OFFROAD CARAVANS TEND to have a certain look about them. Maybe it's the tough checkerplate, extra clearance or funky rims and heavy-duty tyres, but when I see one of these machines go passed I always wonder where the driver's going - or where he's been. The lucky sod.
The proportion of local manufacturers dedicated to, or dabbling in, offroad models isn't that large, which is surprising given the number of RVers who like to go bush - and take everything with them.
Maybe Australians favour camper trailers when it comes to exploring the unknown. You can haul well-built campers over almost any terrain. They're smaller and lighter than caravans, and they tow easily.
On the other hand, if you prefer five-star luxury everywhere you go, a camper probably won't cut it, thus the need for well-appointed caravans with either rough road or genuine offroad capability.
THE REAL THING
According to Paramount dealer Bob Surdonic, of the Caravan Company in Newcastle, NSW, the new Paramount Intrepid is the real deal when it comes to getting off the bitumen.
"It's a genuine offroader with 10in of main-rail chassis, 3.5t capacity, Simplicity independent suspension, offroad tyres and wheels, full insulation. And everything important has been glued, screwed and bolted," he said.
After close inspection, I would have to concur with that appraisal, with one important exception: as tough as the Intrepid is, it's not designed to handle deep water crossings. So if water is up to the unsealed door, wait till the level drops before you venture forth.
A modular concept, or something approaching it, allows the heavy-duty chassis and offroad suspension to be matched to a number of Paramount models. For example, the Tribute, Intrepid, Duet and Classic can all be offroad-equipped. This gives you more choice, which is always a good thing.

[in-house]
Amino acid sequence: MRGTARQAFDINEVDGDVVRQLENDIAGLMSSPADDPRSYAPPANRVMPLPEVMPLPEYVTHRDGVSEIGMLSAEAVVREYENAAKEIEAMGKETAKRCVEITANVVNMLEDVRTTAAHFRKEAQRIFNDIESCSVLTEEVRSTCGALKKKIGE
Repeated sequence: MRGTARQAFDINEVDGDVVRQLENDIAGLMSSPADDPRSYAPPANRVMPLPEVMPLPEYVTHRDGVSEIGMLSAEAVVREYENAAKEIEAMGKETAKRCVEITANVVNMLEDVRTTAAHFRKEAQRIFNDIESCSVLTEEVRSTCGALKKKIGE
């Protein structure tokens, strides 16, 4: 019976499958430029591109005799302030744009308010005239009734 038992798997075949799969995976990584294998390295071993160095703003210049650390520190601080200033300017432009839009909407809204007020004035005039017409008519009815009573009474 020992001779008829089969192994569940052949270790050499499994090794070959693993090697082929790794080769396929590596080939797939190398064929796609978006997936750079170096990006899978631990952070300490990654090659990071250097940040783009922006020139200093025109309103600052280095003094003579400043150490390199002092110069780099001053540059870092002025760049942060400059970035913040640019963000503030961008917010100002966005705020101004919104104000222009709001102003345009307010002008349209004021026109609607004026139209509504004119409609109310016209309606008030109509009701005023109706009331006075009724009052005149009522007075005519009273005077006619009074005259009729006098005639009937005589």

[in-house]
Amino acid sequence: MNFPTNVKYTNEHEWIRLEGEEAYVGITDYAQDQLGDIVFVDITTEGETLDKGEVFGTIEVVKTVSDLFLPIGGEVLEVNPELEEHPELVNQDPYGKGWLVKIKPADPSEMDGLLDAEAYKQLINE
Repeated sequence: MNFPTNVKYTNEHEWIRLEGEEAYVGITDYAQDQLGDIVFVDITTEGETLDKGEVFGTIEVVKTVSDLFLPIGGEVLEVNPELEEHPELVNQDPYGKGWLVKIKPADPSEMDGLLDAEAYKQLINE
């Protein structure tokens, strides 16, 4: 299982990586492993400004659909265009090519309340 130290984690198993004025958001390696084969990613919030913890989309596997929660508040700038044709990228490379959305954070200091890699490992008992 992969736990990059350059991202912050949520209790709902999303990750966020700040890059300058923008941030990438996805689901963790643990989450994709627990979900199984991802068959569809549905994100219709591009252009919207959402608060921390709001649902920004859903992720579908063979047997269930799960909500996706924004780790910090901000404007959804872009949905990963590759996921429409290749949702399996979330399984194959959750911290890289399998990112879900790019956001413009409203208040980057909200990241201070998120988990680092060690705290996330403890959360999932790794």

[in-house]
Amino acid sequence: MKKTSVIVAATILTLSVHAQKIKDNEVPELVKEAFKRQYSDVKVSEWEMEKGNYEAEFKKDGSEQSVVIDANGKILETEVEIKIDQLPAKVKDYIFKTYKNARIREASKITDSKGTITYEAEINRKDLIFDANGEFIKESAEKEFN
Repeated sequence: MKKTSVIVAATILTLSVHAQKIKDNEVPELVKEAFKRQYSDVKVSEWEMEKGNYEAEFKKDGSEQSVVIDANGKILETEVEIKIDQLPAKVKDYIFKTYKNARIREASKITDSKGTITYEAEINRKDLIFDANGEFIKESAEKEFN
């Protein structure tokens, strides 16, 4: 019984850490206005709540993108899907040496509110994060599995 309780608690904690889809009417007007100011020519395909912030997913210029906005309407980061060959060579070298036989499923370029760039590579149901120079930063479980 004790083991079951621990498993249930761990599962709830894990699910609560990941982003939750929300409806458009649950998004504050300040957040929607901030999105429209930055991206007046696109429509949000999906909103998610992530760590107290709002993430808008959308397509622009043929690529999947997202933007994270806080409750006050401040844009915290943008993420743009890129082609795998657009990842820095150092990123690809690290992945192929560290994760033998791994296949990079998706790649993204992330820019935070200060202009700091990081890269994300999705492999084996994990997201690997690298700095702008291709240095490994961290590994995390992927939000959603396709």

The 6.56m (21ft 6in) Intrepid model we had on test is also highly optioned. Among the extras you don't get with the standard model are an Anderson plug, twin deep-cycle batteries, reversing camera, solar power, a Wineguard antenna and external speakers. This unit also features a Honda generator in its own offside locker, and a Lemair washing machine in the ensuite.
Interior fittings are what you'd expect in a modern caravan, and there is a nice combination of decorative light and shade. Interior and exterior lighting is LED, but it's worth noting that the bulbs can't be changed - when one blows you have to replace the entire fitting.
The double bed lifts to reveal copious, compartmentalised storage, which is augmented by bedside tables, three overhead and two vertical lockers, each with a large mirror to reflect your glorious magnificence. Cabin temperature is controlled by an Aircommand Ibis air-conditioner, plus two Four Seasons hatches and four windows.
In terms of entertainment, a Kenwood DVD/CD/MP3 player will burst into life if you feel like some tunes. And the Axis flatscreen TV can be mounted on a swivel above the bed, where it can be seen from the bedroom or the tri-fold dinette, or on an exterior bracket under the nearside awning.
The white, rolled Laminex benchtops and white splashback add a touch of class to the kitchen and help accent the dark ply lockers and trim. All drawers are on rollers and anything that has to be lifted or raised is on piano hinges. It's all very civilised.